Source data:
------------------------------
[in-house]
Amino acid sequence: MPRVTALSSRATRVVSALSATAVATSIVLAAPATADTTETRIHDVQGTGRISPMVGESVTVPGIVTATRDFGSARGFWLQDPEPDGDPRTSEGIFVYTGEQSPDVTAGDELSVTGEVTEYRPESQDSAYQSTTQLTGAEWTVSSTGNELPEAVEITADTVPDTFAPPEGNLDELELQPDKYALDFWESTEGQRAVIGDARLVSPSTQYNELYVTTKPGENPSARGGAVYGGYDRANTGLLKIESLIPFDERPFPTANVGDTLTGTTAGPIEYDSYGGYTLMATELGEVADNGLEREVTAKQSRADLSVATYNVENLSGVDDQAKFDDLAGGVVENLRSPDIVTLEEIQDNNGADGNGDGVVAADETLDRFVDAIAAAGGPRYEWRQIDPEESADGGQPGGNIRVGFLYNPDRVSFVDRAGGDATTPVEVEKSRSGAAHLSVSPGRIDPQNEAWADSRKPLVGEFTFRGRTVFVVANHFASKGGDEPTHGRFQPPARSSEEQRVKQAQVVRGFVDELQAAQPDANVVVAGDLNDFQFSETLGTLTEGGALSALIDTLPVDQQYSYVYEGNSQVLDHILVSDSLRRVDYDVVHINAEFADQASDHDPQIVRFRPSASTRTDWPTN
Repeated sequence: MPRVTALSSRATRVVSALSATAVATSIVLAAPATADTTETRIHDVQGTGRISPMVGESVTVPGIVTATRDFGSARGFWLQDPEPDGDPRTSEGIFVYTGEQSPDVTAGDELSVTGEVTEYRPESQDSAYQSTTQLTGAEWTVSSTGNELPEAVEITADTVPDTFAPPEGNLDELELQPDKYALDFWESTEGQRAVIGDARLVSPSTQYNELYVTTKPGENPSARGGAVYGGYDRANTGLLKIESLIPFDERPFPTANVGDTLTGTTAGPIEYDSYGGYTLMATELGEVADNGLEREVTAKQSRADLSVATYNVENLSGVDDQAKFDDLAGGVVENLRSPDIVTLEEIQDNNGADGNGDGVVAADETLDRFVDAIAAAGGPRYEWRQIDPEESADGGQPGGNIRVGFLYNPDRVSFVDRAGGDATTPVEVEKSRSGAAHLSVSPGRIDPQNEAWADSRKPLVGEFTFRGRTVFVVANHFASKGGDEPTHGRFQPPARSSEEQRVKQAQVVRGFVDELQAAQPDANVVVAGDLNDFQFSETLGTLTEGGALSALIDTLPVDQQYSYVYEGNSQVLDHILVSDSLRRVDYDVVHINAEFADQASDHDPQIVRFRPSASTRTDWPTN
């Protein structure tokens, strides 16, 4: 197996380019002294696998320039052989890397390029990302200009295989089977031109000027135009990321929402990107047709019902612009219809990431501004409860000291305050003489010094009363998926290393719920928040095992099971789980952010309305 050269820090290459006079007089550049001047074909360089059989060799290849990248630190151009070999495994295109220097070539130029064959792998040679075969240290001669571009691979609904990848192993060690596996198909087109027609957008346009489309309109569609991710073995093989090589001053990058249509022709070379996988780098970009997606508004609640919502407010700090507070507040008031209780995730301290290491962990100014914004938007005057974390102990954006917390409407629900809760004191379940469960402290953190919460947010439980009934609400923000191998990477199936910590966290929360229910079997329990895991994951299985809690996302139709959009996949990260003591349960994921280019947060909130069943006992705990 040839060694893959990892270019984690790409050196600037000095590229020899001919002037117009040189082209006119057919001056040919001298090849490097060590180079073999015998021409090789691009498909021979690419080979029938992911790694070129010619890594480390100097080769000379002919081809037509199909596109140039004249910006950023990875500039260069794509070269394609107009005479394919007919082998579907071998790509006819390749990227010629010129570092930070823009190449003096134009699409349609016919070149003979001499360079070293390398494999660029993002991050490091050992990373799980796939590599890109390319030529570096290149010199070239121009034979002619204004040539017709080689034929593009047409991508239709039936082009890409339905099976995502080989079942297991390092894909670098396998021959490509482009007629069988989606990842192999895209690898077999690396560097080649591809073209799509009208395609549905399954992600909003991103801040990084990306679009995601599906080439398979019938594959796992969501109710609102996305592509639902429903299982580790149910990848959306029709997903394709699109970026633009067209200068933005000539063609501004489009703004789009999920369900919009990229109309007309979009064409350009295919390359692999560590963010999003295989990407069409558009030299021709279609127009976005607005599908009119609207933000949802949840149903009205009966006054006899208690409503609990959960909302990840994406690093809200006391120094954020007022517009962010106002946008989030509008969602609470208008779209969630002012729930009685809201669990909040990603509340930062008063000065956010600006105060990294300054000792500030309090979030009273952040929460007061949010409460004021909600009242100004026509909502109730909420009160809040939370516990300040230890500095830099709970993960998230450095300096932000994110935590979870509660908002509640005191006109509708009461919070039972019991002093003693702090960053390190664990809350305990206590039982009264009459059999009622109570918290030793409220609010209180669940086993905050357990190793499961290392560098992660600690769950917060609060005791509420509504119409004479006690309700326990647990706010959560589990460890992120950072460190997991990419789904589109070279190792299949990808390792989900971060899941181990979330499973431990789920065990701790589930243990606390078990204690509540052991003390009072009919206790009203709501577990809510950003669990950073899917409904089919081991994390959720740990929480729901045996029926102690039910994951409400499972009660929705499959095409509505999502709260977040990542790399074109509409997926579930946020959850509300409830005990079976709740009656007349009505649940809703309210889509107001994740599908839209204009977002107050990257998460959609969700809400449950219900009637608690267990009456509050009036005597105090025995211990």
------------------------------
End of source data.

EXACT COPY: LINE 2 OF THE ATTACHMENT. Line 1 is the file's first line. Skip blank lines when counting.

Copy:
Amino acid sequence: MPRVTALSSRATRVVSALSATAVATSIVLAAPATADTTETRIHDVQGTGRISPMVGESVTVPGIVTATRDFGSARGFWLQDPEPDGDPRTSEGIFVYTGEQSPDVTAGDELSVTGEVTEYRPESQDSAYQSTTQLTGAEWTVSSTGNELPEAVEITADTVPDTFAPPEGNLDELELQPDKYALDFWESTEGQRAVIGDARLVSPSTQYNELYVTTKPGENPSARGGAVYGGYDRANTGLLKIESLIPFDERPFPTANVGDTLTGTTAGPIEYDSYGGYTLMATELGEVADNGLEREVTAKQSRADLSVATYNVENLSGVDDQAKFDDLAGGVVENLRSPDIVTLEEIQDNNGADGNGDGVVAADETLDRFVDAIAAAGGPRYEWRQIDPEESADGGQPGGNIRVGFLYNPDRVSFVDRAGGDATTPVEVEKSRSGAAHLSVSPGRIDPQNEAWADSRKPLVGEFTFRGRTVFVVANHFASKGGDEPTHGRFQPPARSSEEQRVKQAQVVRGFVDELQAAQPDANVVVAGDLNDFQFSETLGTLTEGGALSALIDTLPVDQQYSYVYEGNSQVLDHILVSDSLRRVDYDVVHINAEFADQASDHDPQIVRFRPSASTRTDWPTN